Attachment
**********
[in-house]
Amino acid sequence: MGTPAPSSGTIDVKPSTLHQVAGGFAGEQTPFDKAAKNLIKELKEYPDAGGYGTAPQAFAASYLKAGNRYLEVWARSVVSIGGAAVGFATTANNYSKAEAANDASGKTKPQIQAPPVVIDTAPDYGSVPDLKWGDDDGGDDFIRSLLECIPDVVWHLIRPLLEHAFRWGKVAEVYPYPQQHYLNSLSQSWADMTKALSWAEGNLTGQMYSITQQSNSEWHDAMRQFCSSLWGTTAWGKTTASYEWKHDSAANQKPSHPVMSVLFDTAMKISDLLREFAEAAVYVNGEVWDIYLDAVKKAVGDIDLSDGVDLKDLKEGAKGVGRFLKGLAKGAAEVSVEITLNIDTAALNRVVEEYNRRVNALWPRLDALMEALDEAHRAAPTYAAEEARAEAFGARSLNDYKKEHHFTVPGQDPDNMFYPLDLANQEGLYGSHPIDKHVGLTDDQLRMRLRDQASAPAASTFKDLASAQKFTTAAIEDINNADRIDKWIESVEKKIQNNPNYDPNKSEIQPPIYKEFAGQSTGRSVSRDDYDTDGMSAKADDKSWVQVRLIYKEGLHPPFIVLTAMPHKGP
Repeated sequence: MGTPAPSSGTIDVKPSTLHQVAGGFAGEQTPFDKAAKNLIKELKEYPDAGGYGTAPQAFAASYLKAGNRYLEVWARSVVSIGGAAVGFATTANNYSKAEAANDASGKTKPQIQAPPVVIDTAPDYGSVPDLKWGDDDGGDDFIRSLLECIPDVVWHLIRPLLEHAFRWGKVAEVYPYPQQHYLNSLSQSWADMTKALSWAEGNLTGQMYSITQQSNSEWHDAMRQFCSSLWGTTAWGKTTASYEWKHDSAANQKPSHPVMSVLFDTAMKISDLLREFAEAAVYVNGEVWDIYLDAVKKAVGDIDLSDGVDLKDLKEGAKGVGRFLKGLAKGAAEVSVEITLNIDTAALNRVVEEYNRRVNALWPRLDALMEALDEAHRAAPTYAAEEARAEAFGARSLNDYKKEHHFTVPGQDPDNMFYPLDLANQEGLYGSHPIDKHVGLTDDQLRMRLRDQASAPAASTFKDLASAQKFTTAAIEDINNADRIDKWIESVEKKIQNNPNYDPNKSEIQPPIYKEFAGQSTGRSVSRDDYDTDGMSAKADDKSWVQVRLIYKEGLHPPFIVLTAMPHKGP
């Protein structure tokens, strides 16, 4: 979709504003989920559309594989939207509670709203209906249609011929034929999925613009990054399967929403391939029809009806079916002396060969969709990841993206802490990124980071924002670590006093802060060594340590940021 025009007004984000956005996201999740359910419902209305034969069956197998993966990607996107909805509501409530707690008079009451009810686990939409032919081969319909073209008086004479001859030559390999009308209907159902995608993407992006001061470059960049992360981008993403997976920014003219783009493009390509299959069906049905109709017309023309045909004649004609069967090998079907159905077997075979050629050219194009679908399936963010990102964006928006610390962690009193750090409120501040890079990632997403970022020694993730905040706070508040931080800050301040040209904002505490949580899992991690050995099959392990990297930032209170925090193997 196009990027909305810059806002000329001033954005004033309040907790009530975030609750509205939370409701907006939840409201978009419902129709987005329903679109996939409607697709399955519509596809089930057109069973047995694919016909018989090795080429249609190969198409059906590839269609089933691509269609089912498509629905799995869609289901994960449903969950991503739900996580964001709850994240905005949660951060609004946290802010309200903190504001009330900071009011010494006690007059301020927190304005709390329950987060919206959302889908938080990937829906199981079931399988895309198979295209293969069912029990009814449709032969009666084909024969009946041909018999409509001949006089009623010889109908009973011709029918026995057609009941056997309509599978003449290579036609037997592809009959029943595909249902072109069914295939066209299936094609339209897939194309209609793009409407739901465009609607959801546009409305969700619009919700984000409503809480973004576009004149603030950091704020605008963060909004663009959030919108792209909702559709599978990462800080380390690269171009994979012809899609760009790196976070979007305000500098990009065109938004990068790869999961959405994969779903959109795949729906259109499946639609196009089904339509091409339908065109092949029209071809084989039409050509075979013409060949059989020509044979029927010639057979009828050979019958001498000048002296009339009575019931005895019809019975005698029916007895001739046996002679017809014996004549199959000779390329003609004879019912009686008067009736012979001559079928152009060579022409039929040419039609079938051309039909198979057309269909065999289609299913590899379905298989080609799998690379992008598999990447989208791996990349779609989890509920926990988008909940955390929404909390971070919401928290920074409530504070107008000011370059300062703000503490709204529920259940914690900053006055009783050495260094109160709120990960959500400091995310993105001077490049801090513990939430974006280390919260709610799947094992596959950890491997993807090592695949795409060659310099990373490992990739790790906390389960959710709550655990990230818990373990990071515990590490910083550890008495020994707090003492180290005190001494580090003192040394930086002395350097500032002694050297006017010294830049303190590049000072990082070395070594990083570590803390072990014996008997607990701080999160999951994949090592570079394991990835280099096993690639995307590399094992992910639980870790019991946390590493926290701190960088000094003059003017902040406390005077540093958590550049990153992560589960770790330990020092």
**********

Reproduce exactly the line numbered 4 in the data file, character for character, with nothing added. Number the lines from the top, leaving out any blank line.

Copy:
């Protein structure tokens, strides 16, 4: 979709504003989920559309594989939207509670709203209906249609011929034929999925613009990054399967929403391939029809009806079916002396060969969709990841993206802490990124980071924002670590006093802060060594340590940021 025009007004984000956005996201999740359910419902209305034969069956197998993966990607996107909805509501409530707690008079009451009810686990939409032919081969319909073209008086004479001859030559390999009308209907159902995608993407992006001061470059960049992360981008993403997976920014003219783009493009390509299959069906049905109709017309023309045909004649004609069967090998079907159905077997075979050629050219194009679908399936963010990102964006928006610390962690009193750090409120501040890079990632997403970022020694993730905040706070508040931080800050301040040209904002505490949580899992991690050995099959392990990297930032209170925090193997 196009990027909305810059806002000329001033954005004033309040907790009530975030609750509205939370409701907006939840409201978009419902129709987005329903679109996939409607697709399955519509596809089930057109069973047995694919016909018989090795080429249609190969198409059906590839269609089933691509269609089912498509629905799995869609289901994960449903969950991503739900996580964001709850994240905005949660951060609004946290802010309200903190504001009330900071009011010494006690007059301020927190304005709390329950987060919206959302889908938080990937829906199981079931399988895309198979295209293969069912029990009814449709032969009666084909024969009946041909018999409509001949006089009623010889109908009973011709029918026995057609009941056997309509599978003449290579036609037997592809009959029943595909249902072109069914295939066209299936094609339209897939194309209609793009409407739901465009609607959801546009409305969700619009919700984000409503809480973004576009004149603030950091704020605008963060909004663009959030919108792209909702559709599978990462800080380390690269171009994979012809899609760009790196976070979007305000500098990009065109938004990068790869999961959405994969779903959109795949729906259109499946639609196009089904339509091409339908065109092949029209071809084989039409050509075979013409060949059989020509044979029927010639057979009828050979019958001498000048002296009339009575019931005895019809019975005698029916007895001739046996002679017809014996004549199959000779390329003609004879019912009686008067009736012979001559079928152009060579022409039929040419039609079938051309039909198979057309269909065999289609299913590899379905298989080609799998690379992008598999990447989208791996990349779609989890509920926990988008909940955390929404909390971070919401928290920074409530504070107008000011370059300062703000503490709204529920259940914690900053006055009783050495260094109160709120990960959500400091995310993105001077490049801090513990939430974006280390919260709610799947094992596959950890491997993807090592695949795409060659310099990373490992990739790790906390389960959710709550655990990230818990373990990071515990590490910083550890008495020994707090003492180290005190001494580090003192040394930086002395350097500032002694050297006017010294830049303190590049000072990082070395070594990083570590803390072990014996008997607990701080999160999951994949090592570079394991990835280099096993690639995307590399094992992910639980870790019991946390590493926290701190960088000094003059003017902040406390005077540093958590550049990153992560589960770790330990020092």